- Dairy from conventionally raised animals that have been injected with antibiotics and growth hormones
Now add these foods:
Best known for its omega-3 content, flaxseed also contains lignans—a form of phytoestrogens that can bind to estrogen receptors in the human body and thereby reduce excess estrogen that can cause health issues such as PMS, fibroids, breast lumps, fibrocystic breasts, estrogen-positive breast cancer, and flabby chests on men.
Flaxseed can also help with elimination, which is a critical aspect of hormone balance. “Flax is high in soluble fiber, which is a great prebiotic, and insoluble fiber. Fiber is important to help ensure regular bowl movements and detoxing us from ‘used up’ hormones,” explains Wszelaki. “I recommend adding two tablespoons daily of freshly ground golden flaxseed to any meal, but keeping the seeds unheated.” The easiest way to get your fix: Throw ’em into a smoothie as I describe in Smart Tip above.
2. Crucerferous Veggies
Load up on veggies such as broccoli, cabbage, cauliflower and kale. “They contain a compound called diindolylmethane (DIM), which supports healthy levels of estrogens,” says Wszelaki. “DIM [may help] with conditions such as endometriosis, PMS, breast lumps, and breast cancer.” She recommends eating three to five lightly cooked servings of cruciferous veggies per day.
You can also take a 200 mg/day DIM supplement, but Wszelaki cautions against using this as a quick fix. “Diet is the foundation and first step in rebalancing our hormones,” she says.
3. Bitter Greens
The nutrition in romaine lettuce pales in comparison to arugula, watercress, or dandelion greens, do swap it out for these. They provide nutrients necessary for hormone production while stimulating good digestion to flush excess hormones from the body. “I recommend regularly adding dandelion leaves to salads or stir fries,” says Wszelaki.
4. Broccoli Sprouts
Broccoli sprouts are a medicinal powerhouse due to their high sulphoraphane content—a powerful antioxidant with anticancer properties that also supports detoxification of the liver and, subsequently, excretion of excess hormones. “For preventive purposes, I recommend adding 1/4 cup per day to smoothies or salads—and the sprouts need to remain raw,” says Wszelaki. “For women with estrogen-positive breast cancers, the dose should be one cup per day.”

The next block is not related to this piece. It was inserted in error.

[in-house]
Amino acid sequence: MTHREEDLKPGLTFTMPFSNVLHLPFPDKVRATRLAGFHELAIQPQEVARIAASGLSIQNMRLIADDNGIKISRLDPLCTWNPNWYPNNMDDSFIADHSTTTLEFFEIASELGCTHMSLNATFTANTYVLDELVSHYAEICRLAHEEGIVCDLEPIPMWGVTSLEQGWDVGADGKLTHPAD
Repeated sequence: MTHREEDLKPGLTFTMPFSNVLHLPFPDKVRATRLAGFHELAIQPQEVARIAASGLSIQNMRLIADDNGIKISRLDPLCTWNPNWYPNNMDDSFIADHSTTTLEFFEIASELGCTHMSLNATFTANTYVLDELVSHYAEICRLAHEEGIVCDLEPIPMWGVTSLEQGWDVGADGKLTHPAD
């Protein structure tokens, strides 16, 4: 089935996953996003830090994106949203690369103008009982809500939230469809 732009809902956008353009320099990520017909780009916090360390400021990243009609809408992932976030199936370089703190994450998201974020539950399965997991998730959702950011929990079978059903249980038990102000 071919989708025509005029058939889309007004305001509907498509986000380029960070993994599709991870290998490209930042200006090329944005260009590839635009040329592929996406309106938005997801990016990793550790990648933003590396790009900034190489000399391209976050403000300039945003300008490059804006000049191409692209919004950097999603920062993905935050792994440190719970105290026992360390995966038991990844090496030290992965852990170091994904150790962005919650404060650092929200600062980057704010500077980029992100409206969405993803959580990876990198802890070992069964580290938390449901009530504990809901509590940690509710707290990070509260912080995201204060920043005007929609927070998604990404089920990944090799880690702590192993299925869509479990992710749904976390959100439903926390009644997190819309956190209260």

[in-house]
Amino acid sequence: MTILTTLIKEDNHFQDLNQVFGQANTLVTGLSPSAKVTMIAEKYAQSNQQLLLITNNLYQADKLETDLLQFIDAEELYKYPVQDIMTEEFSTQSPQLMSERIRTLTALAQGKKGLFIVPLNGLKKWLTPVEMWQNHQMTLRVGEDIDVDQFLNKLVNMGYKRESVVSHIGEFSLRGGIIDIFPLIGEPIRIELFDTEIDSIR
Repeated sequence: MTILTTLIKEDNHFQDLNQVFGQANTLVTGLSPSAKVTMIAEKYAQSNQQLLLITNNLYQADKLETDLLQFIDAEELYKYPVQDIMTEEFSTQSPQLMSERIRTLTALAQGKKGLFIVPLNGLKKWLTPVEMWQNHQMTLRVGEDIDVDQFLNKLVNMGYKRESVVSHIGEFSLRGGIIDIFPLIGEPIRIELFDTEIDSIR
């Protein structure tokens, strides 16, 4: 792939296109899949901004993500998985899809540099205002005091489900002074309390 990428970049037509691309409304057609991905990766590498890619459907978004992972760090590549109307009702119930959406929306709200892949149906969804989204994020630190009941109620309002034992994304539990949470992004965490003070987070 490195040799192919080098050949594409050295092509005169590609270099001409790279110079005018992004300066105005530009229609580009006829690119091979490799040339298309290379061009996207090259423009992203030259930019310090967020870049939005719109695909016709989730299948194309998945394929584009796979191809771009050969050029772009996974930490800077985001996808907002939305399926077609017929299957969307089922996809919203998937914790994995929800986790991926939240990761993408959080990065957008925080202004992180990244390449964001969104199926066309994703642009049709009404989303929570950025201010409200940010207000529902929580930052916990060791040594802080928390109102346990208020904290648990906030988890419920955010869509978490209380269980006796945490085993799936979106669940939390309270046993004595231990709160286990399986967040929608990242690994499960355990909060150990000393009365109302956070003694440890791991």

5. Sea Veggies
Seaweed, kelp, wakame, and dulse are rich in B vitamins, which are critical for hormone balance and support breast health. (The only people who shouldn’t eat iodine-rich seaweeds, according to Wszelaki are Hashimoto’s patients with elevated antibodies.) Wszelaki: “My recommendation is to add kelp when simmering soups and stews. Rehydrated wakame and dulse can be tossed into salads and soups. Just a couple of tablespoons per week will produce great results.”
[6.] Aggressive Strength Testosterone Booster
This one I’m adding to the mix, and it’s for men. No, it’s not a food group, but rather a testosterone-boosting supplement consisting of various herbs.
I can tell you from personal experience that Aggressive Strength Testosterone Booster is very likely to increase your testosterone, and thereby elevate your mood, give you more energy and help you add lean muscle, should you be doing any resistance training.
If you’re interested in testosterone-boosting supplements, read my article,
8 Testosterone Enhancing Supplements (and 2 drugs) That Will Keep You From Turning Into A Girl.
[thrive_text_block color=”note” headline=”Smart Tips”]Be experimental with your greens. Try ones you’ve never had before. With you want to take baby steps, consider buying the powdered version of some of these foods, such as wakame and dulse.[/thrive_text_block]